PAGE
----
Prince of Persia: The Two Thrones Review

Joe Dodson
Prince of Persia: The Two Thrones Info


  • N/A


  • 1


  • Ubisoft


  • Ubisoft

Release Date

  • 12/31/1969
  • Out Now


  • GameCube
  • PS2
  • Xbox


Royal rights and wrongs.

Ubisoft’s Prince of Persia series has been as turbulent as the life of its namesake. It began blissfully, with a classic first entry full of jaw-dropping acrobatics and a light, enjoyable plot. Then the series plunged into darkness, literally and figuratively, in the sequel, Warrior Within. The Prince became a sarcastic ass, the game adopted dark, heavy-metal themes and the whole thing seemed to fall into a chasm of overly serious goth nonsense. We wished Ubisoft could rewind time and give that game a better second effort, but at least the fancy jumping was still intact, along with deeper combat.

Instead, Ubisoft fast-forwarded to a new adventure with Prince of Persia: The Two Thrones. While this game still bears the scars of its predecessor in more ways than one, it marks the return to a lighter, slightly less combat-intensive journey through the vertical chambers of Babylon, the Prince’s ruined home. The Two Thrones is a viscerally entertaining, hard, interesting tour through familiar chambers and gardens as marred as ever by frequent suicide, distant checkpoints and bad design decisions.

[image1]In the beginning of The Two Thrones, the Prince returns to home and throne with the beautiful Kaileena in tow, only to find it besieged by the evil Indian empire and its dastardly Vizier, who is back thanks to the Prince’s time-distorting shenanigans of the previous game. Kaileena is quickly captured and sacrificed, the Sands of Time are loosed yet again, and the Vizier becomes a weird monster worthy of a Final Fantasy game. It’s déjí  vu all over again, again.

Except this time the Prince is a little late in seizing the dagger, causing him to become partially tainted by the Sands, which graft a gnarly weapon called a daggertail into his arm. The wound looks infected, pulsating with a yellowish glow, and sure enough the Prince begins to hear voices that sound an awful lot like his jerky self of the previous game. The voices, it turns out, belong to the Prince as he would be if he gave in and let the Sands consume him – a dark Prince, savage in battle and cold at heart. Not only must the Prince save his ravaged Kingdom from the Vizier-Sephiroth-Crab Demon, he must also save himself from the dark, seductive power of the Sands.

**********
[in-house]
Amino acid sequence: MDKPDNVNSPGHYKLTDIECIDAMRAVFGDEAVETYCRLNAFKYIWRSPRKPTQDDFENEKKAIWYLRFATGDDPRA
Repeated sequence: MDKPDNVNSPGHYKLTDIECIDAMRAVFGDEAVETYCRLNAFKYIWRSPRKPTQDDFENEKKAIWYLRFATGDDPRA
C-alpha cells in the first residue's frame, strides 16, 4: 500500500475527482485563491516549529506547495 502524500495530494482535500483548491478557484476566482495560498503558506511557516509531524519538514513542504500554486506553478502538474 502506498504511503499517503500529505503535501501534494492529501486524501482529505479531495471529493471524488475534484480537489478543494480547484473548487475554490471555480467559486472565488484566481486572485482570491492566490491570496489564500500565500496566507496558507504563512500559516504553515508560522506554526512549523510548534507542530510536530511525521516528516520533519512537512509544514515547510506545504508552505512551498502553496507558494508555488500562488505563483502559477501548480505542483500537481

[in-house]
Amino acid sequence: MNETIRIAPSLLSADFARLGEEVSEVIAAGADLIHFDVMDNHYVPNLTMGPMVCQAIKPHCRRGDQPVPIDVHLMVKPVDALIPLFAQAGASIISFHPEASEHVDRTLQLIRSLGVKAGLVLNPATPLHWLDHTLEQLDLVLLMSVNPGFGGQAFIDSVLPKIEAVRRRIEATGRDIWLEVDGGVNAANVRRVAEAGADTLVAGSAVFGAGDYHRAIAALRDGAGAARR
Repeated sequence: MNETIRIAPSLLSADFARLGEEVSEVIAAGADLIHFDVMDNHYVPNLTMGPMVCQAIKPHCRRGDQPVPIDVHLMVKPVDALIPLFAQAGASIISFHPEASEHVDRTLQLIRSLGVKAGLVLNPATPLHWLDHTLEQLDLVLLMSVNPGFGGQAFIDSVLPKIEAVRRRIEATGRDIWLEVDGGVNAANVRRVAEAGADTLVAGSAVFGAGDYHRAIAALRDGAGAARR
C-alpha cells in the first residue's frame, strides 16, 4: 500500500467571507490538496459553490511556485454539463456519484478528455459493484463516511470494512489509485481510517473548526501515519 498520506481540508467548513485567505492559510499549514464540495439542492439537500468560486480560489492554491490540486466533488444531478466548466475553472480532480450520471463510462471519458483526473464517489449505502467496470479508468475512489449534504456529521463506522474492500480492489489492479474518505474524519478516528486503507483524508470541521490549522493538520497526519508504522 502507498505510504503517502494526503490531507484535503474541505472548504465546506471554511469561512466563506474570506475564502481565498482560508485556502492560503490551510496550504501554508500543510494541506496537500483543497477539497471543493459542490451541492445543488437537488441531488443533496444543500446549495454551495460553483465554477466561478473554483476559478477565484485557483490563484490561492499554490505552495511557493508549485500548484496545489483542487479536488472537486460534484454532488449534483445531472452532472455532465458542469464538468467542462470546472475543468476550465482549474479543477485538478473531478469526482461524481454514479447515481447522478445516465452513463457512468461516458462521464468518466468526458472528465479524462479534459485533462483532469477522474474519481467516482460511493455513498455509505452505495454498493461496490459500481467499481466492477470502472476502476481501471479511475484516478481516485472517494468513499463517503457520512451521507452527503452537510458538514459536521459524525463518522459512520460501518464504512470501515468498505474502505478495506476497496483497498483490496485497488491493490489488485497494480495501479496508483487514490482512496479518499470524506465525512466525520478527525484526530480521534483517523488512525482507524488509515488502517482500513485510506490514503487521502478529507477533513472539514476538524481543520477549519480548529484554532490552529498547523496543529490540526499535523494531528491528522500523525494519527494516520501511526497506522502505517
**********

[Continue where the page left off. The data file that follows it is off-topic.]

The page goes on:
It’s a compelling idea, but the execution isn’t great. The story is narrated by Kaileena, whose penchant for stating the obvious without any trace of irony or humor will keep your eyes rolling, but not the pace of the game. Dead men tell no tales, and we wish dead women wouldn’t, either.

The Prince is just as bad. “These are the streets I once knew, but I do not know them anymore.” “Children used to play here. Where have they gone?” He’s way too sentimental and sissified. The Dark Prince, on the other hand, exists in one dimension – evil – and is only capable of snide, heartless comments. He isn’t subtle, diabolical or cool; you won’t be secretly rooting for him to win and take over the Prince’s soul as you should be.

Instead you’ll be running, jumping, flipping, wall-running, hanging, dangling and doing all the neat acrobatic stuff from the last two games, plus a little more. If you aren’t familiar with the way Prince of Persia games play, we recommend checking out the previous two reviews. Boy, we sure say that a lot these days.

This time around, he has one new move – the ability to stick his dagger into certain stone plates and hang like a monkey. From there he can jump away, vault up, or wall-run left or right. The plates don’t look organic or even like something you should be able to stab, but do add a little challenge (nailing them requires timing) as well as quite a few new navigational options.

[image2]The other ace up the Prince’s sleeve, er, emo arm-wrapping, is the ability to execute speed kills. If you approach an enemy from above or behind, the screen will distort and you’ll be able to press a button to enter Speed Kill mode. This is an interactive cut-scene where the Prince tries to stealthily assassinate his victim, and you help out by pressing a button when his dagger flashes. If you miss the timing, the enemy will turn the tables on you, knocking you to the ground and making you fight the old-fashioned way.

The speed kills are far from unique or innovative, but they fit The Two Thrones perfectly. Foremost, they allow you to potentially avoid normal combat, which is awesome because the Prince withstands axe wounds only a little better than I do. They also require great timing to pull off, so they don’t negate combat. Plus if you screw up on one, you can rewind and try again. Like I said, these kills really fit the game.

They’re also worked into the environmental puzzles. Every so often you’ll drop into a chamber full of guards and a sort of Sand fountain. One of the guards, usually a big red one, can use this fountain to call in lots of reinforcements. The trick is to use the environment to jockey yourself into a position where you can either directly assassinate the main guard or his henchman, leaving him open for a speed kill from the ground.